Hedionda Roman Baths, Casares (Unique Site and Hydraulic heritage)
From Monday 2nd July 2018, the visit to the dome of the Baños de Hedionda (Hedionda Baths) shall be booked in advance for free. The visit can be one hour long and for 24 people at the same time. However, the access to the outside swimming pools and the river has no time limit.
You can book your visit at:
• Tourist Office in the Town of Casares (Phone: +34 952895521)
• Ticketea App.
Recommended month to visit it: May.
It is said that here was where the Devil exhaled his last breath when he was expelled by St. James. This is one of the legends that the popular imagery has collected to justify the smell of sulphur in its waters. The Baños de la Hedionda, Bien de Interés Cultural [Heritage of Cultural Interest], constitutes one of the historical landmarks of the massif of la Utrera and of the entire Casares in general.
They are sulphurous and ferruginous baths situated in a delightful and advantageous setting which man has known how to make the best of since Roman times. The square building of the spa has a circular dome with pedentives and two other barrel vaults, and is found by the right river bank of the Albarrán stream and near the border with the municipality of Manilva.
- Hedionda Baths: 297183 / 4030303
• Heritage Value: Medium
• Landscape Value: Medium
• Condition: Medium state of repair
• Type of hydraulic structure: Baths
• Stage of the Great Málaga Path: Stage 29. Casares - Estepona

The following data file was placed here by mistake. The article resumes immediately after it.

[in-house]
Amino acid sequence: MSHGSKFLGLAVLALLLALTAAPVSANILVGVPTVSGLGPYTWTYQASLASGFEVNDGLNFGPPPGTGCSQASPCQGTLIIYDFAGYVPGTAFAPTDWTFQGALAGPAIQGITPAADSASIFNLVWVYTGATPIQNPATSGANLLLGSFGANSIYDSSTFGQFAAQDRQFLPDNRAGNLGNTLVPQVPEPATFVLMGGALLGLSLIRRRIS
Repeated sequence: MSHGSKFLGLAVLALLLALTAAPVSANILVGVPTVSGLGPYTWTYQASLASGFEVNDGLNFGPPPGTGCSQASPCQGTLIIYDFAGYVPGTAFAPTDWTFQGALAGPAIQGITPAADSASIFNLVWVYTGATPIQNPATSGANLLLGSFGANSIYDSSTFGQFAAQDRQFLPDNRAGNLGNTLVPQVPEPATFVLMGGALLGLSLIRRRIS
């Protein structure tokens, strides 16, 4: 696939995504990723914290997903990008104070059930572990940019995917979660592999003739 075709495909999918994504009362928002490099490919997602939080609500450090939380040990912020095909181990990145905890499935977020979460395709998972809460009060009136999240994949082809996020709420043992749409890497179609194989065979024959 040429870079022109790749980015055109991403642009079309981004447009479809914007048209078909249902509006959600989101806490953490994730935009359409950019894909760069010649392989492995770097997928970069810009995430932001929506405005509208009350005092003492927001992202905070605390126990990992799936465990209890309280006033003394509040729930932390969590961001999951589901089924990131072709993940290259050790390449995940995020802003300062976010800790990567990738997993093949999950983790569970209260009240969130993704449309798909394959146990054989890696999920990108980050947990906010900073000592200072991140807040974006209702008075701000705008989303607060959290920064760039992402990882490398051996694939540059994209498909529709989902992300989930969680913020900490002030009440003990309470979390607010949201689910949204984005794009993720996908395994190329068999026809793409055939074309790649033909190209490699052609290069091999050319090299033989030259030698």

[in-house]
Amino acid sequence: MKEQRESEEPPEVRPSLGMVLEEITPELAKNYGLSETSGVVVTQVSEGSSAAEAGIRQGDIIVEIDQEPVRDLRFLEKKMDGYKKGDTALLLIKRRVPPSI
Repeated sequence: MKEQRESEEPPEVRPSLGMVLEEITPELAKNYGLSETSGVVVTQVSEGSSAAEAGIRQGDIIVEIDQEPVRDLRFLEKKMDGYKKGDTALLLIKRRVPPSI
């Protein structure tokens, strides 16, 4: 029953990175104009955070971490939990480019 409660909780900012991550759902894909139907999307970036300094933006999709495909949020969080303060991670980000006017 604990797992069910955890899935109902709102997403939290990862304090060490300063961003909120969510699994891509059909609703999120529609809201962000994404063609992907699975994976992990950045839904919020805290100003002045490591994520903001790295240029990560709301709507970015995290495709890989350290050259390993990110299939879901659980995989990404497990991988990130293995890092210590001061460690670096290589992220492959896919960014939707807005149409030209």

• Location: Casares
• Period: 1st century BCE
• Architect: Unknown
• UTM Coordinates: 297184,8988, 4030305,603
This spa is inside a squared closed space with 6 m long sides, one sphere vault and two barrel vaults. Water goes through the whole area: there are Roman baths, renovated by Arabs, with water that is rich in sulphur and iron.
Arabs changed the framework of the baths due to changes in the water flow. They broadened their walls and took the pipes to the surface. The baths are on the right side of the Albarrán Stream. The materials that were used during the building are whitewash, concrete, stones and double or triple solid brick rows.
The legend says it was built by Julius Caesar when he was serving as a praetor. Trying to relieve a herpetic illness in these waters, he ordered the construction of the baths. His troops certainly had a bath there while they were waiting to confront Pompey’s army and realized it could heel skin diseases. The baths area has been proclaimed Heritage Site of Cultural Interest.
How to get there
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